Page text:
is no longer exclusive to Pixel phones. OnePlus has already released an update for owners of its latest phones, and a few others handset makers have also announced plans to support the new OS. The early beta brings several new features to notifications and texting, greater privacy tools and a cool new quick control screen that pops up when you long-press your phone’s power button. Here are the .
If you want to help Google test Android 11 before its full launch later this year, you can sign up for the Android beta program. But be forewarned, this is very much a beta build of Android 11, and it will have plenty of bugs and issues that could be deal-breakers for you. If you’re going to take part, be willing to deal with random app crashes, poor battery life and some features flat-out not working.
With that out of the way, here’s what you need to do to get Android 11 today.
Android 11 beta works best on Pixel phones
If you have a Pixel 2 or newer, you’re able to install Android 11 right now. Specifically, that includes the following phones:
Google’s Android 11 blog post stated that the beta will launch on more devices in the coming weeks, and now we have a better idea of some, not all, of the companies that will take part.
What if you don’t have a Pixel phone?
Well, your experience is going to be hit or miss. Some phone-makers, such as, have already released an Android 11 beta build for select devices. Others, including Samsung, have stayed quiet about the matter. But has never participated in any of the Android beta programs, so we don’t expect it to start now. Below you’ll find links to those companies who have announced or launched plans to release Android 11 beta builds for their phones.
Keep in mind, the beta operating systems aren’t finished and are very likely full of bugs and issues that could affect your daily use. We don’t recommend installing it on your main phone.
You’re a few clicks away from Android 11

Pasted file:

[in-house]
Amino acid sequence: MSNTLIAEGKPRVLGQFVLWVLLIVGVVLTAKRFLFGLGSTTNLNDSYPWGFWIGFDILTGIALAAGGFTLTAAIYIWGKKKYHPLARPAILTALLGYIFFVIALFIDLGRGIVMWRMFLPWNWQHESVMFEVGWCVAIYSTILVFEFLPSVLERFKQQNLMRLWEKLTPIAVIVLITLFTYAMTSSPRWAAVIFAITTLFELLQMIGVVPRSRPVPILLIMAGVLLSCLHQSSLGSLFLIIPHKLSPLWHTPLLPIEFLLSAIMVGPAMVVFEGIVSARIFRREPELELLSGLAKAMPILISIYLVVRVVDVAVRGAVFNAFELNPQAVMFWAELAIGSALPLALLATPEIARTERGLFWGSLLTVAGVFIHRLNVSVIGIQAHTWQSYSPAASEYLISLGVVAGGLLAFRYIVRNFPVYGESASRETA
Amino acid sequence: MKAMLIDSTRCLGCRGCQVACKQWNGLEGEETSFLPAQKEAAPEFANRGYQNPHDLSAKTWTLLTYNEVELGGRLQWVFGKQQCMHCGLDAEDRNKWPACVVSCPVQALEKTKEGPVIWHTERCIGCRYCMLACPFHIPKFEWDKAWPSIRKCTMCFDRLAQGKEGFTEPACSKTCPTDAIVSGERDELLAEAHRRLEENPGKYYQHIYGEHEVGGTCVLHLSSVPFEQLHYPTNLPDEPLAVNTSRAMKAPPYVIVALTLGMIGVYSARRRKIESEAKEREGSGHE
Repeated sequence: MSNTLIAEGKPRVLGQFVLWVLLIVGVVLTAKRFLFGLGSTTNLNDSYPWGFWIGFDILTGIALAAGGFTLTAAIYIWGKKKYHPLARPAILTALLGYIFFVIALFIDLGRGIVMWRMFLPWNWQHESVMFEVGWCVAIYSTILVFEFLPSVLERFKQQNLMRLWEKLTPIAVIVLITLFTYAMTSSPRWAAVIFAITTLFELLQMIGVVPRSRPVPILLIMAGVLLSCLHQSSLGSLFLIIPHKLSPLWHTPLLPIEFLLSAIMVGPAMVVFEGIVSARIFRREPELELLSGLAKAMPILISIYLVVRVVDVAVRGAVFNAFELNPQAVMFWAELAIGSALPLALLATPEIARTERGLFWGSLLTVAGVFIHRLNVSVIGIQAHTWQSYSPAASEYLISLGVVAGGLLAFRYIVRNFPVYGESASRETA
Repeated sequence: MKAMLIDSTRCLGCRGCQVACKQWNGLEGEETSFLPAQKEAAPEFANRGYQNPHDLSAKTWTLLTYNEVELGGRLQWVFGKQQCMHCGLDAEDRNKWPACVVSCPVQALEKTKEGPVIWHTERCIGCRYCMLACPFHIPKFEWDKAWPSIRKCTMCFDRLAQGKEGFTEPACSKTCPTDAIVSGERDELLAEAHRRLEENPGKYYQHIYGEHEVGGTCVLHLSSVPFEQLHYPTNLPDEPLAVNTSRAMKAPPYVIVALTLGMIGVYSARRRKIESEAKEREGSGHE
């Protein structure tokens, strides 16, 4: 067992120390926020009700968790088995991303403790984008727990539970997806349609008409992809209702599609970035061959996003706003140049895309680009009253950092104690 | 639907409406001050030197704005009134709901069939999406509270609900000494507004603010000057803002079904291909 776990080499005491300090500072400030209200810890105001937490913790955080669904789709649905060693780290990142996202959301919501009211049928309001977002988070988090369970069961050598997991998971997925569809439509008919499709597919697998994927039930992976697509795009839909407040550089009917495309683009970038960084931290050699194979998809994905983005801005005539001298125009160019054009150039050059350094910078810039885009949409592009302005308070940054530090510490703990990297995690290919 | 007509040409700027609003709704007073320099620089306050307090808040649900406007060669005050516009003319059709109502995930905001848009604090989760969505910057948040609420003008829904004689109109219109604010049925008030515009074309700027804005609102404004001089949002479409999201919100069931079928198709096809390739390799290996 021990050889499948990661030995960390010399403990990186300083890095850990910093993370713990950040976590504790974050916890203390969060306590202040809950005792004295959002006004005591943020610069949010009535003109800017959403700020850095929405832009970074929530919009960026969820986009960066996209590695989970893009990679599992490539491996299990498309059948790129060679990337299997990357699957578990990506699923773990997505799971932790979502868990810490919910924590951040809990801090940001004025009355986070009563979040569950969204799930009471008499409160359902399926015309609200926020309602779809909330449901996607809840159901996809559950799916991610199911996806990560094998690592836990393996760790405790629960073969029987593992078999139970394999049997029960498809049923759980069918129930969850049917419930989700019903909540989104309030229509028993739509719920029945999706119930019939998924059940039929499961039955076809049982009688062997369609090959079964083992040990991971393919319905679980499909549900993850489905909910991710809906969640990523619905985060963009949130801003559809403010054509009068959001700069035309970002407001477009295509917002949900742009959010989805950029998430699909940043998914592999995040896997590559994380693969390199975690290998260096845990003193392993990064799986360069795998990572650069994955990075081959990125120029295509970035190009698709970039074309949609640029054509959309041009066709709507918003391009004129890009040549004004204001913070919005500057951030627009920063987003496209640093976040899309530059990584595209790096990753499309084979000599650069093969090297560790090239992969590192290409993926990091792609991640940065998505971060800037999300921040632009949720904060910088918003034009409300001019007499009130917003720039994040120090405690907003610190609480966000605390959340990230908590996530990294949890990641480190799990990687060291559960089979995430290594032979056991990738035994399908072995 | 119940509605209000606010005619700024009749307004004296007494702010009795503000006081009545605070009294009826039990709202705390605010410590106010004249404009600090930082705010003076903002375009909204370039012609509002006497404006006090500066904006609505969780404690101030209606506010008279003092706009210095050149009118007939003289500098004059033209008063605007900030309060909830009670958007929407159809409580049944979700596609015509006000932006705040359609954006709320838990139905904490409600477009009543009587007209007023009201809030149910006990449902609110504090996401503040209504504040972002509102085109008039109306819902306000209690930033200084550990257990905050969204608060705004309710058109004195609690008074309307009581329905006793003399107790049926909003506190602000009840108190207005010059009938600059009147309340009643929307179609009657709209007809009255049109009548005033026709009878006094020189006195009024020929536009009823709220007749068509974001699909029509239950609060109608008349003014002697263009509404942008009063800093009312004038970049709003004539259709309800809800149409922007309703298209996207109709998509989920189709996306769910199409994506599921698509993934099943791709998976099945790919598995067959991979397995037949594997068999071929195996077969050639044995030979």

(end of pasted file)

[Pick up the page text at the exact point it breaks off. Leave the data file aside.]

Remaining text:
If you have a Pixel phone, then visit the Android Beta Program website and sign into the same Google account you use on your phone. Read through the page, and pay attention to the warnings and caveats that Google lays out.
At the bottom of the page will be a list of any phones you have that are eligible to participate in the Android 11 beta program. Click on the Opt-In button below the phone you want to test on, and then accept the terms and conditions and click Join Beta.
Next, pick up your phone and go to Settings > System > Advanced > System Update and, finally, Check for update.
It may take a few minutes for the registration process to complete, meaning the update won’t show up right away. Just keep checking for the update and eventually it will show up.
I was able to enroll my Pixel 4 XL just minutes after Google’s announcement went live this morning, but the beta website has since reverted back to the Android 10 beta and my phone hasn’t received the update yet. If the beta website isn’t working for you yet, just keep checking back.
Leaving the Android beta program
It is possible to go back to the latest version of Android 10, but keep in mind that doing so means your phone will be factory reset and you’ll have to set it up and potentially lose data.
To leave the beta program, visit the beta website and click on the Opt-Out button below your device. You’ll then need to install a software update on your phone, which will reset it and bring it current with the latest Android 10 release.
Remember, we’re still months away from a final release
The final release of Android 11 will take place at some point during the third quarter, most likely (if history is any guide) in August or September.
My advice? Resist as long as you can before installing Android 11, even with the first public beta now available… wait. Sure, this build likely has fewer issues and bugs than the developer previews do, but it won’t be perfect. The longer you can wait for more updates to be released, the better.
To tide you over, read more about.